Lately, I’ve been seeing this idea everywhere: a lot of people in a whole bunch of contexts are intent on convincing us that our fates are out of our control.
Religious and faith groups would say there is a divine power in charge, that God has a plan. And I have more than a few “spiritual, not religious” friends who believe something very similar, that fate exists, and that everything happens for a reason.
There is also a strain of public thought right now intent on convincing us that almost everything is predetermined by past injustice, racism, economic inequality, the patriarchy, or some other system of oppression. In this telling, our lives and fates are also not our own—who we are and how we think, and what we do is almost entirely determined by past factors out of our control.
The more I look, the more I see some version of this idea that our fate is not our own:
In healthcare, your health and wellness are determined by the “social determinants of health,” and not your own decisions or lifestyle.
In the economy, your wealth and opportunity are determined by the past economic circumstances of your family or your community, not your own gumption, intelligence, or work ethic.
Democracy and the fates of nations themselves are determined by grand forces, geography, or the faceless march of history, and not, say, how people vote or the moral courage of individuals in leadership.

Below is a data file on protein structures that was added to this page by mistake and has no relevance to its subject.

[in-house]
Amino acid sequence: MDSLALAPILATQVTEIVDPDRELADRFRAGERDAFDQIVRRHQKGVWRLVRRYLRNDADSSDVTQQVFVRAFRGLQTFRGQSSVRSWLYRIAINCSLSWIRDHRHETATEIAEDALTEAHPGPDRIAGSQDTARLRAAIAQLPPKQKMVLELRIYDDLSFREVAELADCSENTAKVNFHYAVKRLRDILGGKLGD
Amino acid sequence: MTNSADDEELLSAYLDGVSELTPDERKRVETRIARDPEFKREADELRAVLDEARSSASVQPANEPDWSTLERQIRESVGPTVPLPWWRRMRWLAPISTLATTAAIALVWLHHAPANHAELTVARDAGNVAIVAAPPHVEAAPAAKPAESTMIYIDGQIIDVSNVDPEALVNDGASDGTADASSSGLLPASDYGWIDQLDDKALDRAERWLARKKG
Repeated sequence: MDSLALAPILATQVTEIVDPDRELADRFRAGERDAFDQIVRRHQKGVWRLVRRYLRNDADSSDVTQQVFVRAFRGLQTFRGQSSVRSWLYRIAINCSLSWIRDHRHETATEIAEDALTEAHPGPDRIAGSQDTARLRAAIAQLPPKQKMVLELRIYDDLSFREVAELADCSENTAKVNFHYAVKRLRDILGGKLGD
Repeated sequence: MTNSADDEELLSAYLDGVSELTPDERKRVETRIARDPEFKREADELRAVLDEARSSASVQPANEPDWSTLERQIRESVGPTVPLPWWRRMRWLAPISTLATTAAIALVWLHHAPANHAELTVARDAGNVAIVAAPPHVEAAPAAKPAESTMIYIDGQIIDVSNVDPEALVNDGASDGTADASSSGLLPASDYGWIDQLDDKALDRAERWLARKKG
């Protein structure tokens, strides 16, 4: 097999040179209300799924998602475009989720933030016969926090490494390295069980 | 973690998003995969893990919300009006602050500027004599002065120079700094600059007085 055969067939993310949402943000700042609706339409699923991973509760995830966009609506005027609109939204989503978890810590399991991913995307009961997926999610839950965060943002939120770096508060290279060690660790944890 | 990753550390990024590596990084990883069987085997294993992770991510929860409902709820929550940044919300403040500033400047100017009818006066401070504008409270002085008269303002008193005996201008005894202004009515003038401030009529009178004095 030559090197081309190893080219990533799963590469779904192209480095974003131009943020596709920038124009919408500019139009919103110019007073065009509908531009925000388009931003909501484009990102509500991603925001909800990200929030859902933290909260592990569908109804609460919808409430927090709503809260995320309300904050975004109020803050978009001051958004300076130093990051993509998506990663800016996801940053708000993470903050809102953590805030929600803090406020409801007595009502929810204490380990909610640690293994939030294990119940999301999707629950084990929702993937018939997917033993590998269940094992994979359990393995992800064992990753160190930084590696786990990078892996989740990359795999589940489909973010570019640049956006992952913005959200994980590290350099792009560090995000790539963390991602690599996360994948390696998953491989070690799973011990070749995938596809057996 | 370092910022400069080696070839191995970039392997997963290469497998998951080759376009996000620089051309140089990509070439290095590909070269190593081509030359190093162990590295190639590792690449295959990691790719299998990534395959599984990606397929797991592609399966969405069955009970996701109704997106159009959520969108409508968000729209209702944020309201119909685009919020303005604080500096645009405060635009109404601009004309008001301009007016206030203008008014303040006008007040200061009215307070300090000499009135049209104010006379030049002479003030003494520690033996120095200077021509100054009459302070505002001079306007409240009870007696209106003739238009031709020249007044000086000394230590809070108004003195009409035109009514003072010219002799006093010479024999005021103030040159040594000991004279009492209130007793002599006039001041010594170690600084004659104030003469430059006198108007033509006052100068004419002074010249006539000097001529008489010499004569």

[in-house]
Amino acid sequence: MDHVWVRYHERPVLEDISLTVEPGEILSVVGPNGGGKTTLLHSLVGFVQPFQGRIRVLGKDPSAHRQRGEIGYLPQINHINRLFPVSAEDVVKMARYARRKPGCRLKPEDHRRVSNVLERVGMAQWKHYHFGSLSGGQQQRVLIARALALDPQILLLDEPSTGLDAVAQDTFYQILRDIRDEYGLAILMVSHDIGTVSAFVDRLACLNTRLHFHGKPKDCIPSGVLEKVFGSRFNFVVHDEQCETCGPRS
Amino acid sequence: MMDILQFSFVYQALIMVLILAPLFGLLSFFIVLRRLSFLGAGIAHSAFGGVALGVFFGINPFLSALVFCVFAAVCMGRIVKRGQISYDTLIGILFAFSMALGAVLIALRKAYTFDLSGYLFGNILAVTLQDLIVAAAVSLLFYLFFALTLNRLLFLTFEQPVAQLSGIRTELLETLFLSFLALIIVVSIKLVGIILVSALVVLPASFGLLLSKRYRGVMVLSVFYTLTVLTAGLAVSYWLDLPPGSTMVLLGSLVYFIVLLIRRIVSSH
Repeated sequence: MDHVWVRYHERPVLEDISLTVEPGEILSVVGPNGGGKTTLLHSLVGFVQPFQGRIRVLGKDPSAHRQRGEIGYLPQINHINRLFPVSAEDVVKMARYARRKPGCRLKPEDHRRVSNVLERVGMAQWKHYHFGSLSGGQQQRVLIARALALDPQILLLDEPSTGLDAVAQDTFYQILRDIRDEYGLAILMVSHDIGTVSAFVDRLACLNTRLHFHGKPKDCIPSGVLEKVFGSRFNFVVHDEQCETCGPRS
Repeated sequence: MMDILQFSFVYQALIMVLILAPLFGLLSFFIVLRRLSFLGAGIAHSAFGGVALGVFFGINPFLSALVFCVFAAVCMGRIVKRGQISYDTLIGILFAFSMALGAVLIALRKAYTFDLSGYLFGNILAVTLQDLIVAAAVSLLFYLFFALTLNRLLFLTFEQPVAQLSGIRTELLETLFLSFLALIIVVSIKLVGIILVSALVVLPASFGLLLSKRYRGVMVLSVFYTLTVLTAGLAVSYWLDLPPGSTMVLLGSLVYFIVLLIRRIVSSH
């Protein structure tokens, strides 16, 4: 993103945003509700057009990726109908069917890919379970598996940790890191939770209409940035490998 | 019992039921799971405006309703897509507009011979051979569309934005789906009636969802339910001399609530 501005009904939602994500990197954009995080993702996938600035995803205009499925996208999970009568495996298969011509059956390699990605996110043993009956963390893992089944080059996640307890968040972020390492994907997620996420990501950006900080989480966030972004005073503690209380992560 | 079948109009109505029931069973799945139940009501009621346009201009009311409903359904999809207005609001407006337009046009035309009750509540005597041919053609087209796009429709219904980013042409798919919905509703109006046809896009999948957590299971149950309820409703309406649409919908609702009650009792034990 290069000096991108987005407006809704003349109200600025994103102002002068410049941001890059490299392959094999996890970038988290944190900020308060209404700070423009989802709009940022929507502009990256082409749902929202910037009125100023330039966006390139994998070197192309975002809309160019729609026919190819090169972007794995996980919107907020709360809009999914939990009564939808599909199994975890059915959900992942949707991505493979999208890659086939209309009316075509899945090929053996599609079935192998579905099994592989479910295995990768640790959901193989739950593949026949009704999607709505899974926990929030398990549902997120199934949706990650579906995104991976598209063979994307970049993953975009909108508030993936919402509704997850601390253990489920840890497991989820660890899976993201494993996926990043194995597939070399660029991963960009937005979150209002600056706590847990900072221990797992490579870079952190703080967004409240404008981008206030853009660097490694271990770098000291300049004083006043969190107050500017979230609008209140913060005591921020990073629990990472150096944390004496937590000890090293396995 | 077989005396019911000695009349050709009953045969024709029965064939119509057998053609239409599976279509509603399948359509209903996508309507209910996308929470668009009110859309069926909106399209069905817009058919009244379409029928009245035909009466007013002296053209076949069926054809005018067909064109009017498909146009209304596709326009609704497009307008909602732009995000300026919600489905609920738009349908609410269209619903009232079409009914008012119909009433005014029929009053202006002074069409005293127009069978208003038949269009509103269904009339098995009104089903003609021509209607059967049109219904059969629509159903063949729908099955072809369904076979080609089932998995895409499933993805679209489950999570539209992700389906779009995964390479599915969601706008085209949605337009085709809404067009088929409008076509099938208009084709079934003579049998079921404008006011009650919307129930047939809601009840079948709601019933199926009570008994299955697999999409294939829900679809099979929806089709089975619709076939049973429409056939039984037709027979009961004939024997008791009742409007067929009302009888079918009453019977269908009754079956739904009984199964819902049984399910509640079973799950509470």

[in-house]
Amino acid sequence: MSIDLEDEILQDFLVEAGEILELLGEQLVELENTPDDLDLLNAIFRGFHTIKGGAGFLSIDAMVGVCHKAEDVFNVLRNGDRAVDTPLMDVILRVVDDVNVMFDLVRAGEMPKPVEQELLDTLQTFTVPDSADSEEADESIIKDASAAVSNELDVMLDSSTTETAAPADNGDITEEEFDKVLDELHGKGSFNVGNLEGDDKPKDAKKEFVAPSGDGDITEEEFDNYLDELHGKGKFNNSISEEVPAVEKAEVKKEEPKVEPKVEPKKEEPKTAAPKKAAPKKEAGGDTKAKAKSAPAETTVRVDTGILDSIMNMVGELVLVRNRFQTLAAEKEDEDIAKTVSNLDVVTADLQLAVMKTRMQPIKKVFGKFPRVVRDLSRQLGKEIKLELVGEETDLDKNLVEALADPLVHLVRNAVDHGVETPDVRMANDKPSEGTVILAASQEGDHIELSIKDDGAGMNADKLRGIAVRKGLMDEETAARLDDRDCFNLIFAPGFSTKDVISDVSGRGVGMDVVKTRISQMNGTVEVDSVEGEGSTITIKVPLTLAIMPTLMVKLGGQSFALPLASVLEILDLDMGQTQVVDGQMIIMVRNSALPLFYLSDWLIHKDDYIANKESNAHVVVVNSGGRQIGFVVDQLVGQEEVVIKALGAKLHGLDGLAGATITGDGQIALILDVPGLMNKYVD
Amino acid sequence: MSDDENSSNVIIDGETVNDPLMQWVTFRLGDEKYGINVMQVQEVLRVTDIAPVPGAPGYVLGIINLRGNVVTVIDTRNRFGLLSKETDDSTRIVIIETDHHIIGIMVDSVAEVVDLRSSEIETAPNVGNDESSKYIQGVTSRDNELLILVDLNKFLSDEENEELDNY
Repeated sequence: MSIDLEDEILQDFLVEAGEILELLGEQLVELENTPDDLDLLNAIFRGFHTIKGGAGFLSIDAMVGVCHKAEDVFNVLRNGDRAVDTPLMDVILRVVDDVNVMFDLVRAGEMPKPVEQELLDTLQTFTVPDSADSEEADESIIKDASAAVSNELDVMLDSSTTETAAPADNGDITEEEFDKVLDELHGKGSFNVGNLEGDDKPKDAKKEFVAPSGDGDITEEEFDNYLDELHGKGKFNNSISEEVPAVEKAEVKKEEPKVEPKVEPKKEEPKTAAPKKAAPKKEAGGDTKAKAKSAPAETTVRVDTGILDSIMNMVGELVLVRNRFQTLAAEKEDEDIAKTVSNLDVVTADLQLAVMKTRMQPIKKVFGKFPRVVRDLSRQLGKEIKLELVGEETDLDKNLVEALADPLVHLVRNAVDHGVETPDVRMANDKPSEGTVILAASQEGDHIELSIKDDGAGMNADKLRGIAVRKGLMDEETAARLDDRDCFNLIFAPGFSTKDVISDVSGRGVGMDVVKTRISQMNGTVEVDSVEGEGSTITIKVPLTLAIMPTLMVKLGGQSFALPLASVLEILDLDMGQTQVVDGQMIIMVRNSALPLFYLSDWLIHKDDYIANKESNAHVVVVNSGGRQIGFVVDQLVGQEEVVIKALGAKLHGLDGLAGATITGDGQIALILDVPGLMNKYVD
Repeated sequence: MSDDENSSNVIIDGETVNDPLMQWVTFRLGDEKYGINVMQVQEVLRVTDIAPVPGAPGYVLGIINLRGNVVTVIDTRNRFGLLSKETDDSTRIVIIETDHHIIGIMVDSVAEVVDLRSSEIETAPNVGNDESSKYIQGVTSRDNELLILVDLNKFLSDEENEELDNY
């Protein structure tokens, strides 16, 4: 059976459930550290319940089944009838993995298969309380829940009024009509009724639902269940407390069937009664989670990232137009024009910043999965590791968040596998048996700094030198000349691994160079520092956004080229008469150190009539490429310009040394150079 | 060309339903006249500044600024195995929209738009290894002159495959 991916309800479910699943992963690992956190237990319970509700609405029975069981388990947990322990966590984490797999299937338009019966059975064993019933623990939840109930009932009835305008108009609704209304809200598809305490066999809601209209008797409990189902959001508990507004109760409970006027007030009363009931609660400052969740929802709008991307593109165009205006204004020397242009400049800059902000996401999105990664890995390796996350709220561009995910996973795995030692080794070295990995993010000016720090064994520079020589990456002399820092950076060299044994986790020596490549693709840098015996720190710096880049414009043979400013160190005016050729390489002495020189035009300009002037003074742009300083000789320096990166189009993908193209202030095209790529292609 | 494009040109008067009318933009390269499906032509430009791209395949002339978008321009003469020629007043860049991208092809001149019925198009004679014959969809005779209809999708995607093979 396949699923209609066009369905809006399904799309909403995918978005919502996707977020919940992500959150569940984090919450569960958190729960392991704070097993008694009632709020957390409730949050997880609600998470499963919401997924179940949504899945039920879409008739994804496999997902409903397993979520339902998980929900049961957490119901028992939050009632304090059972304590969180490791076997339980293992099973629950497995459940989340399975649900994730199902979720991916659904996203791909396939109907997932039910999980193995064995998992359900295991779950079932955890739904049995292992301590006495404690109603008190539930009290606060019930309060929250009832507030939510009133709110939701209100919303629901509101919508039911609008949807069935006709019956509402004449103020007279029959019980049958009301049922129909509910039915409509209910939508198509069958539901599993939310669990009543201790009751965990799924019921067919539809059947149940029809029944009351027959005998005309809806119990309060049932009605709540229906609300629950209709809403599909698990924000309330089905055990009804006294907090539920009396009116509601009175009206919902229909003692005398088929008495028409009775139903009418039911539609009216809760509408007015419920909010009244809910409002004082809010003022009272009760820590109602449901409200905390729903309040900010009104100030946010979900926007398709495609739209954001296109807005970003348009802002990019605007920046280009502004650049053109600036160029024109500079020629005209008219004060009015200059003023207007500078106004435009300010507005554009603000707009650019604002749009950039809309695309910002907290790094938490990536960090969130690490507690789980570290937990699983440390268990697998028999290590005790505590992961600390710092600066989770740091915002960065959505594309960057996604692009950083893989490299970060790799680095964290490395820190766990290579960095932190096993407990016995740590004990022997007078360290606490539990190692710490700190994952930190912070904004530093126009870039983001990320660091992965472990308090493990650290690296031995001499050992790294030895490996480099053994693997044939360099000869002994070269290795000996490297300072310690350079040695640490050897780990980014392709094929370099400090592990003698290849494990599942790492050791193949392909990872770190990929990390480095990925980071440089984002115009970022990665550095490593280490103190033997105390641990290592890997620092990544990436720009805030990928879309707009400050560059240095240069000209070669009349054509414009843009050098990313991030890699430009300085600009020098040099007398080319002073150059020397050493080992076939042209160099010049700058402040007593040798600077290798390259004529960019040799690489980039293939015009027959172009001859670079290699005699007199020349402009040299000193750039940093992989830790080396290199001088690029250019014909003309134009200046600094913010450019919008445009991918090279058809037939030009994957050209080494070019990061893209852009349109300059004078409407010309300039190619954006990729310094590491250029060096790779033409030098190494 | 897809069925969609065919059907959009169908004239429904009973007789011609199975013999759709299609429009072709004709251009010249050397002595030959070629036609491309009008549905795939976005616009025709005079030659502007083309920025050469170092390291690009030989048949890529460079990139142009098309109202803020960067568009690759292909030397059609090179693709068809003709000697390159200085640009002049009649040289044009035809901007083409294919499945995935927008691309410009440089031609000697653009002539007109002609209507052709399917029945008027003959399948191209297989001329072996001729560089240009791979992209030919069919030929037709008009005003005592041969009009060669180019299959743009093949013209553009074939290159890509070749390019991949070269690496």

Even our own free will is an illusion, as Sam Harris has eloquently argued.
And the thing is, any one of those ideas about fate might be true.
Sam Harris might be right, we only think we have free will. Or a divine power really could have a plan for us all. Our health and wellness could be mostly out of our control, our body mass index predetermined by genetics. And the fate of our nation may be to march inevitably toward autocracy—
And maybe it really is impossible for me to transcend the circumstances of my birth.
But if all of that is the case, I opt out. I don’t want to believe it. I do not care to relinquish my fate to the fates, or to God, or to social determinants, historical forces, or even genetics. I want to believe that I have a choice and a role in all these things, even if I don’t.
What’s more? I think you should believe in your own free will, in your own capacity to change and make different decisions, in your own responsibility for yourself, your community, and your country—even if all of that is wrong. You can call it a noble lie if you want, but if it’s a lie, it’s the best one we’ve ever told.
It is the idea that we are in control of our own destinies.
I think the world will just be better if we all get on board with that. In the United States, we have a founding myth that is a close cousin to this idea. It’s the myth that anyone, no matter the circumstances of their birth, can come to this land of opportunity and make it.
I’m sure that’s less true than we would like, but no matter: it’s important that we keep up the myth, because the fact that the smart, ambitious, and talented people of the world who want to make a change for the better have more often than not wanted to come here is a kind of superpower for this country.